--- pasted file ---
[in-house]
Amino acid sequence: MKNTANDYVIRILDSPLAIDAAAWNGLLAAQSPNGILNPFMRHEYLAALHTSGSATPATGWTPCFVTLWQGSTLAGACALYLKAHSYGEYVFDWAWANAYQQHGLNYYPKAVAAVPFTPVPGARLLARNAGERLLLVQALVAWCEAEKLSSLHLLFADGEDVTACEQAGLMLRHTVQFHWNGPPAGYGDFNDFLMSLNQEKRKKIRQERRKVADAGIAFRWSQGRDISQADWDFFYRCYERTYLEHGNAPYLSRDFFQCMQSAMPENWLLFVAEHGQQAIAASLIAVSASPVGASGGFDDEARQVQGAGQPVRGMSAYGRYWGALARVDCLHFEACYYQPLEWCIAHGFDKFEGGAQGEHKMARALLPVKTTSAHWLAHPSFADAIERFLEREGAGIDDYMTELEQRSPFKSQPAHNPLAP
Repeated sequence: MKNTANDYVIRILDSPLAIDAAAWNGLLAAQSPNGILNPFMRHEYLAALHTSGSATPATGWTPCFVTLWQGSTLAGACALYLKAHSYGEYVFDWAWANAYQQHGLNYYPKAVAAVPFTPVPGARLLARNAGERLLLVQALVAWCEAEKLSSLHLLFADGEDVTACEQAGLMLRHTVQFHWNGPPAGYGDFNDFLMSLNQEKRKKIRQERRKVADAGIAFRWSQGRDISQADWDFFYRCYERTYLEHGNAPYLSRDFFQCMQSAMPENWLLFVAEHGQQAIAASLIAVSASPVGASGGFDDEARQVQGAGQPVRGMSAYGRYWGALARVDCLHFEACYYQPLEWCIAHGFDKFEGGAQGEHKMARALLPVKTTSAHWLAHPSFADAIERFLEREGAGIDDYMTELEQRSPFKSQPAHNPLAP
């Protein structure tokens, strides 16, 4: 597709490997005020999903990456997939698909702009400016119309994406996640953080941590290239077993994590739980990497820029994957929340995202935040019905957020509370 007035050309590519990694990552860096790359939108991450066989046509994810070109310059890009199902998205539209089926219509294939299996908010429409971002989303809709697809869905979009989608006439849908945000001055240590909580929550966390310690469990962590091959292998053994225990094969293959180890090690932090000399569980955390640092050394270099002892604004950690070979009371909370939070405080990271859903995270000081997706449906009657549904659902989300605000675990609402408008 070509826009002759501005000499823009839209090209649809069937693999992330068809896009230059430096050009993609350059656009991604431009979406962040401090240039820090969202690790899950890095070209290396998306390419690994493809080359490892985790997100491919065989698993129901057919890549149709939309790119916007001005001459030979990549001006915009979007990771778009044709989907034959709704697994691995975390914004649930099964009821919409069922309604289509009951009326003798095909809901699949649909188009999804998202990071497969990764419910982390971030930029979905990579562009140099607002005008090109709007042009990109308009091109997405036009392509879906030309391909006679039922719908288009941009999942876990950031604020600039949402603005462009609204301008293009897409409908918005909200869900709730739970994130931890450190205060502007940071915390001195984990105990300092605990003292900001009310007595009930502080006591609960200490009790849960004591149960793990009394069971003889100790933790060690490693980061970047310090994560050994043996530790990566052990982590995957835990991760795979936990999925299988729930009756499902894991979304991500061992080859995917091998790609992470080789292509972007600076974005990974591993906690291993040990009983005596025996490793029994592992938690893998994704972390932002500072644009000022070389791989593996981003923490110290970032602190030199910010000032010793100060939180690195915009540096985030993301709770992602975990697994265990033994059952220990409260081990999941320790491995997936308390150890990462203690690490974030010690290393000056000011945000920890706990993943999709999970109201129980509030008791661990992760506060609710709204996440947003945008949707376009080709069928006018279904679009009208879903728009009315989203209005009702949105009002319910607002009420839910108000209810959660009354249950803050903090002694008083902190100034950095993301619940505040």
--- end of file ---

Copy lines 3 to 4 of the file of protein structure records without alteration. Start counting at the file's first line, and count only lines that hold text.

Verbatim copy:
Repeated sequence: MKNTANDYVIRILDSPLAIDAAAWNGLLAAQSPNGILNPFMRHEYLAALHTSGSATPATGWTPCFVTLWQGSTLAGACALYLKAHSYGEYVFDWAWANAYQQHGLNYYPKAVAAVPFTPVPGARLLARNAGERLLLVQALVAWCEAEKLSSLHLLFADGEDVTACEQAGLMLRHTVQFHWNGPPAGYGDFNDFLMSLNQEKRKKIRQERRKVADAGIAFRWSQGRDISQADWDFFYRCYERTYLEHGNAPYLSRDFFQCMQSAMPENWLLFVAEHGQQAIAASLIAVSASPVGASGGFDDEARQVQGAGQPVRGMSAYGRYWGALARVDCLHFEACYYQPLEWCIAHGFDKFEGGAQGEHKMARALLPVKTTSAHWLAHPSFADAIERFLEREGAGIDDYMTELEQRSPFKSQPAHNPLAP
């Protein structure tokens, strides 16, 4: 597709490997005020999903990456997939698909702009400016119309994406996640953080941590290239077993994590739980990497820029994957929340995202935040019905957020509370 007035050309590519990694990552860096790359939108991450066989046509994810070109310059890009199902998205539209089926219509294939299996908010429409971002989303809709697809869905979009989608006439849908945000001055240590909580929550966390310690469990962590091959292998053994225990094969293959180890090690932090000399569980955390640092050394270099002892604004950690070979009371909370939070405080990271859903995270000081997706449906009657549904659902989300605000675990609402408008 070509826009002759501005000499823009839209090209649809069937693999992330068809896009230059430096050009993609350059656009991604431009979406962040401090240039820090969202690790899950890095070209290396998306390419690994493809080359490892985790997100491919065989698993129901057919890549149709939309790119916007001005001459030979990549001006915009979007990771778009044709989907034959709704697994691995975390914004649930099964009821919409069922309604289509009951009326003798095909809901699949649909188009999804998202990071497969990764419910982390971030930029979905990579562009140099607002005008090109709007042009990109308009091109997405036009392509879906030309391909006679039922719908288009941009999942876990950031604020600039949402603005462009609204301008293009897409409908918005909200869900709730739970994130931890450190205060502007940071915390001195984990105990300092605990003292900001009310007595009930502080006591609960200490009790849960004591149960793990009394069971003889100790933790060690490693980061970047310090994560050994043996530790990566052990982590995957835990991760795979936990999925299988729930009756499902894991979304991500061992080859995917091998790609992470080789292509972007600076974005990974591993906690291993040990009983005596025996490793029994592992938690893998994704972390932002500072644009000022070389791989593996981003923490110290970032602190030199910010000032010793100060939180690195915009540096985030993301709770992602975990697994265990033994059952220990409260081990999941320790491995997936308390150890990462203690690490974030010690290393000056000011945000920890706990993943999709999970109201129980509030008791661990992760506060609710709204996440947003945008949707376009080709069928006018279904679009009208879903728009009315989203209005009702949105009002319910607002009420839910108000209810959660009354249950803050903090002694008083902190100034950095993301619940505040």